An optimistic 2021 outlook for enrollment and housing demand looking across the valley of COVID-19

By: Johan Rosenberg, Chairman

Based on national trends, we are expecting that enrollment will be down this spring due to continued financial disruption facing many families and the COVID-19 winter spike. However, some colleges are seeing promising interest for the Fall 2021 term. The source of the Fall 2021 optimism may be stemming from applicants who have deferred acceptances, or those that didn’t apply and simply took a year off resulting in pent up demand. Now after the Pfizer and Moderna announcements of 90-95% effective vaccines, it is possible to look across the valley and imagine a banner enrollment year for Fall 2021. What are the implications for enrollment strategy and housing? Enrollment Strategy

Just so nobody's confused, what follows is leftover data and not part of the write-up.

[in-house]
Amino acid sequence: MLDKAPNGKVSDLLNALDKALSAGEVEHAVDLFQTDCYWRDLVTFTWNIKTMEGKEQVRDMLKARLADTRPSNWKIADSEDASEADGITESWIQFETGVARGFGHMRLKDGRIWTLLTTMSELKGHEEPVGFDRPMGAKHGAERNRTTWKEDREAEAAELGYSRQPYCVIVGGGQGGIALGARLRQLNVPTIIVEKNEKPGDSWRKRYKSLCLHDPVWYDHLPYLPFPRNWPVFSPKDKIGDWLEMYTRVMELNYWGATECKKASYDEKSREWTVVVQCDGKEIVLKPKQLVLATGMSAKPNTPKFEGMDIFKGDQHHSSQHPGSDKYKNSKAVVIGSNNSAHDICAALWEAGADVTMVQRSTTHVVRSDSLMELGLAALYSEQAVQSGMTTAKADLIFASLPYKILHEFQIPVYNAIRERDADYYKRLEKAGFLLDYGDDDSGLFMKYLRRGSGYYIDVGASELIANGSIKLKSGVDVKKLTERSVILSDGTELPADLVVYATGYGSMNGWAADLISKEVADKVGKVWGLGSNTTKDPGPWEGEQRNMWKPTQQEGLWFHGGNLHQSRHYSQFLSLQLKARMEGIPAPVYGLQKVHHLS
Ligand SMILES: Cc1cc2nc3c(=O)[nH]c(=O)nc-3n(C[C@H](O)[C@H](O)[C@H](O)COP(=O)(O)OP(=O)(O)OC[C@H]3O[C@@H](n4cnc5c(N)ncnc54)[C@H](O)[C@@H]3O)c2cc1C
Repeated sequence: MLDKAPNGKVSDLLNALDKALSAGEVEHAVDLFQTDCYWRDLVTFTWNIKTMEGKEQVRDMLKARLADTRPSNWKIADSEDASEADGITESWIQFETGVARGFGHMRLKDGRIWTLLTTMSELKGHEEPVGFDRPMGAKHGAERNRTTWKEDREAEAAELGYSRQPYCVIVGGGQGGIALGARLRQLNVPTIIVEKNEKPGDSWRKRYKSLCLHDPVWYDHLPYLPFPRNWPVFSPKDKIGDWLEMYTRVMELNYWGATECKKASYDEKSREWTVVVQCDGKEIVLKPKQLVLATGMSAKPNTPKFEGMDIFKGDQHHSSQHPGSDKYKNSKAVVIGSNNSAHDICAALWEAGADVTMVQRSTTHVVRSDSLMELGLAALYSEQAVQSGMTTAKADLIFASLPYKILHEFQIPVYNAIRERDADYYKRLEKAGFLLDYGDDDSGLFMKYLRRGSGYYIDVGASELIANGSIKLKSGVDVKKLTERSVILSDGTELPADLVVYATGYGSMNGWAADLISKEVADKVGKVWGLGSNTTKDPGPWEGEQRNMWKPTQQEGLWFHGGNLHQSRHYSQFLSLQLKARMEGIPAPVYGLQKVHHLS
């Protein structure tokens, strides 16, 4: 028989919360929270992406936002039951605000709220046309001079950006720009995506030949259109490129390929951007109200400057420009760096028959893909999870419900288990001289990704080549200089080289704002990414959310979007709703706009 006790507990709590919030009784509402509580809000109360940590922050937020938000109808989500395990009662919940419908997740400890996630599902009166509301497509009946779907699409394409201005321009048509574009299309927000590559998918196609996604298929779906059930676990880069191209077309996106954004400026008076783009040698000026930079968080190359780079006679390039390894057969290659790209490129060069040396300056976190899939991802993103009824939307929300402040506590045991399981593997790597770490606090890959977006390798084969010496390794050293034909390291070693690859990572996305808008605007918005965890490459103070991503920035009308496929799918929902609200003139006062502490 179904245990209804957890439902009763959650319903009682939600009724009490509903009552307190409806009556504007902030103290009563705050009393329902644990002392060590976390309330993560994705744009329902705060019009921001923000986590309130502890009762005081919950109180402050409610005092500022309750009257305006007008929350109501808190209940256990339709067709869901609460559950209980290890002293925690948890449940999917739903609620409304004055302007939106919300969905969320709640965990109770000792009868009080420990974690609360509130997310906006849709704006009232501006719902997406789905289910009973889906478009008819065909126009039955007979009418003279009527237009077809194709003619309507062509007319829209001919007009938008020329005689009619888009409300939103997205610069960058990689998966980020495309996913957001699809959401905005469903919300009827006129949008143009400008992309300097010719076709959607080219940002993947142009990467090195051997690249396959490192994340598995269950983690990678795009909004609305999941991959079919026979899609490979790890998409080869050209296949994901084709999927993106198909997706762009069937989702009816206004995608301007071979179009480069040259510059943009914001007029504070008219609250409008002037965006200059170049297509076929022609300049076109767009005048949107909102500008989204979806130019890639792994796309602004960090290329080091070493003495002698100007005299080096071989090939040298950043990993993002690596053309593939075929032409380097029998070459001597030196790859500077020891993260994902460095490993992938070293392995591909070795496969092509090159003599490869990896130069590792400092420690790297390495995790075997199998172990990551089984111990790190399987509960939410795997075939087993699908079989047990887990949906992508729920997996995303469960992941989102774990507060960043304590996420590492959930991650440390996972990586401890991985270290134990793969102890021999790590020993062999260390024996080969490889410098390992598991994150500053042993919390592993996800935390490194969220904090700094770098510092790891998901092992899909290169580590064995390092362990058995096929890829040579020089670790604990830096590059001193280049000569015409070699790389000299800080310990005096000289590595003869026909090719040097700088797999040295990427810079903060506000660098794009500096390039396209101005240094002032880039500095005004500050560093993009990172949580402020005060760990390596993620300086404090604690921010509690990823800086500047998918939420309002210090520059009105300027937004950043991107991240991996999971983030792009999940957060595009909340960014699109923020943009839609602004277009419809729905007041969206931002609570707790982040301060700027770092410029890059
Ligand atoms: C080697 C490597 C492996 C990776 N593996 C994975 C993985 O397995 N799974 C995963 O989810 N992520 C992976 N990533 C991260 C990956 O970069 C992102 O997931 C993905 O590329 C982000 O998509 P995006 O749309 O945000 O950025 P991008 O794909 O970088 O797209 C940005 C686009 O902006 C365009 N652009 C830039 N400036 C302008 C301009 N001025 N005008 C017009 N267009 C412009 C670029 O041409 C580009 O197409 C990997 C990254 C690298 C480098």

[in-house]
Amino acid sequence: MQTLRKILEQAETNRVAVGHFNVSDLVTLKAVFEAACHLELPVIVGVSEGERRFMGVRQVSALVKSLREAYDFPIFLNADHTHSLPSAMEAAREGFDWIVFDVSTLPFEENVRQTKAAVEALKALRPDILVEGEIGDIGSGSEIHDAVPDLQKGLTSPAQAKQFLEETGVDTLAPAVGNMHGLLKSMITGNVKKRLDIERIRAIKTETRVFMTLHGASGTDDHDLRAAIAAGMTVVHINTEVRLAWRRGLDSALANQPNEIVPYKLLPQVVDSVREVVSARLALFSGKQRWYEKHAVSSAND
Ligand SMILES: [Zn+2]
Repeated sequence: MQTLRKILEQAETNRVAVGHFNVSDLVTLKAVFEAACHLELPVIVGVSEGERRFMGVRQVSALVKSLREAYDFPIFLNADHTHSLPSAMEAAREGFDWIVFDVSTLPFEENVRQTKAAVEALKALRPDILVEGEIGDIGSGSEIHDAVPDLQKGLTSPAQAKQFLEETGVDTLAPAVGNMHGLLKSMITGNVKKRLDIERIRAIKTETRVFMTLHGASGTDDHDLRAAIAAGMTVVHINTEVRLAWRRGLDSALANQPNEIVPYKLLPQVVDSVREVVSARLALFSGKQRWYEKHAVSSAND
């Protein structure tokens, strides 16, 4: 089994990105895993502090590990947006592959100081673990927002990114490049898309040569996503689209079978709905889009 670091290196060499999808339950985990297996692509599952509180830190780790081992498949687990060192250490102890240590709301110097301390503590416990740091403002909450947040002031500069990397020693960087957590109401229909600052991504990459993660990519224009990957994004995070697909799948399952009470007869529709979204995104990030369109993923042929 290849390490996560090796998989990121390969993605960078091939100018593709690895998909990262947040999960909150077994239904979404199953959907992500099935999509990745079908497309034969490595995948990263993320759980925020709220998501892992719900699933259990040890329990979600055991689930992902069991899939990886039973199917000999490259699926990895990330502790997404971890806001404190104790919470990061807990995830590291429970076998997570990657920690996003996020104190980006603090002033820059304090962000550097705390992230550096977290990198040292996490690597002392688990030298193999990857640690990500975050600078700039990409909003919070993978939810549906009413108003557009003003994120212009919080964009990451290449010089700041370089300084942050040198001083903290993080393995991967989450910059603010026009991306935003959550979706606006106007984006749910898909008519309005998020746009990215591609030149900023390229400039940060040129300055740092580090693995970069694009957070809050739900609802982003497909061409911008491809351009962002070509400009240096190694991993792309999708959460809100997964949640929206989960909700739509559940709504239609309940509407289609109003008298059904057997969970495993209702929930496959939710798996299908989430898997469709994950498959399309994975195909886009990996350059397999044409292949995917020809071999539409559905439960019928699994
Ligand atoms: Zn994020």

As a response to the 10% domestic and 43% international enrollment decline in 2020, some universities are extending acceptance deadlines one to four weeks to maximize their Fall 2021 enrollment. Tempting as it may be to have full enrollment from any source, some students are more attractive than others. Generally, international students are more likely to pay full tuition and generate higher auxiliary revenues, so universities may want to create motivating early acceptance programs, before filling up with domestic students. Experts expect a reset in international education policies under Biden, with a reversal of many recent policies that negatively impacted enrollment. Here is a detailed list with potential executive order action that can happen as early as January. Recruiters need to be familiar with this list and have ready marketing messages. To potentially offset and recover from lost 2020-21 revenues, universities may want to entice new and deferred freshman to enroll in classes as early as summer of 2021 to lock in, to get ahead, or to get back on track, applying the “summer melt” playbook with omni-channel communications as early as Spring 2021. Universities may want to paint a new optimistic long-term picture, highlighting the income benefits of higher education in the “new normal” post–COVID-19 world, while showing support and empathy for the COVID-19 hardships that prospective students have endured, and building on the euphoria of the vaccine development, warmer temperatures, and resuming their suspended social lives. Housing Considerations On the housing front, should delayed projects be dusted off? If, for example, Fall 2021 enrollment surpasses 2019 levels by an amount equal to the pandemic drop, schools may be facing a 110% or higher demand for housing, which may be an opportunity to raise rental rates. The price elasticity of student demand based on the total cost of attendance needs to be modeled, and price announcements tailored around the results of early acceptance.

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